3. The Secret World. No classes at all, instead you have very freeform character development. (Which indeed is a nightmare for any new player, especially if he wants to “just play” instead of researching setups. )

    As the game is based on our real world, albeit with a lot of mysticism and secret societies in it, every player automatically comes with some experience, information and “lore” about the mundane part of the world and even some of the mysteries included. Additionally the game provides more info about it’s specific world and the mysteries, not only in “find me” lore entries, but also in well done cutscenes, were people can easily pick up the information.

    So lore is provided and additionally the game supports the community with quite unique stuff, e.g. the Albion Theatre, where players can set up and decorate the stage for plays. Still i wonder if these features are what gives it a comparatively large RP community, or if the percentage of RPers ist just high because some other mechanics just drive away the “normal” player while the RPer quite often is ready to go the extra length and endure some hardships.

    Anyway, all of this is personal experience and no hard evidence. I personally like to think that more freeform game mechanics, while being more complex, just cater more to the people with RP mentality. I couldn’t prove it, especially since even in the mentioned games the action-only part of the playerbase are the majority and RPers being a small part of the playerbase but unlike in some other games, at least they exist outside of the cliché-driven RP of “me warrior, me hit things”. (So yes, classes might be a start for RP, but i find it very boring and bland and sometimes so extremely brainless and stupid that it starts to become disgusting. )

    • Wow, thank you for taking the time to share! Your comment was longer than the vast majority of my posts by a good margin. You should spin this into a post of your own.

      You make a good point. MMOs by their very nature are linear experiences – it helps greatly if classes came with baked-in story aids. As for the games you mentioned, I missed out on SWG and can’t or won’t play STO and TSW, but their reputations are known to me. I’ve heard ragging on the Albion Theatre before, though, for encouraging too much theatre and not enough grimdark. Which is another can of worms: the various ‘styles’ or ‘cliques’ of roleplay in any given MMO!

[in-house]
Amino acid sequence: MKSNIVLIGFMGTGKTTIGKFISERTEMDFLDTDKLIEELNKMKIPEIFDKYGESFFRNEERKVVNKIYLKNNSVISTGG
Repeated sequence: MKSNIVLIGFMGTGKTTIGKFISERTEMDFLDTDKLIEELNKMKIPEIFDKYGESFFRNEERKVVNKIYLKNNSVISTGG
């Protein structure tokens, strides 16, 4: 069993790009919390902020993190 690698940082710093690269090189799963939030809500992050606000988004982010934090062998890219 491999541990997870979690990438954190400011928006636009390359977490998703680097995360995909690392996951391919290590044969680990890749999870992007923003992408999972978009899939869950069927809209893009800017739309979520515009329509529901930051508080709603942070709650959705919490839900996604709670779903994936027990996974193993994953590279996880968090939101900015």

And yes, SWToR does prove that abundant lore alone does not make an RP-rich environment. Dev support and add-ons can go a long way, but ultimately, it’s the way the MMO was designed that matters.

      • Hmm. I run no blog, so it won’t become a post of my own.

        On the Albion, interesting. I never heard that complains before. On the other hand, i am there every monday evening, as my girl has her DJ show there, so i might be biased and in the wrong “clique” for that, for indeed they do exist in any MMO and i wouldn’t know a way of eliminating them. (People like to segregate for often trivial reasons. If they wouldn’t, how could you explain guilds in all those games and the fact that some big games failed just because they had no guild system? )

        And on the “not enough grimdark”, while i can’t quote one in-game character word by word from memory, i still would stick to Nassir, the resistance fighter dancing to loud music. When asked for it, he replies that he is well aware of the grim situation, but if you can’t dance and have fun any more during a break in combat, you might as well just die. Considering the situation of our characters in that game, i can very well understand that they look for distraction when not being deep in trouble.

      • You should consider it! Or at the very least, something like this could make a great guest post.

        I suppose the Albion haters were a minority, and probably most are gone now. And that NPC – driving back the dark with revelry, eh? Certainly makes for interesting character interaction. I never thought of the Albion along those lines before.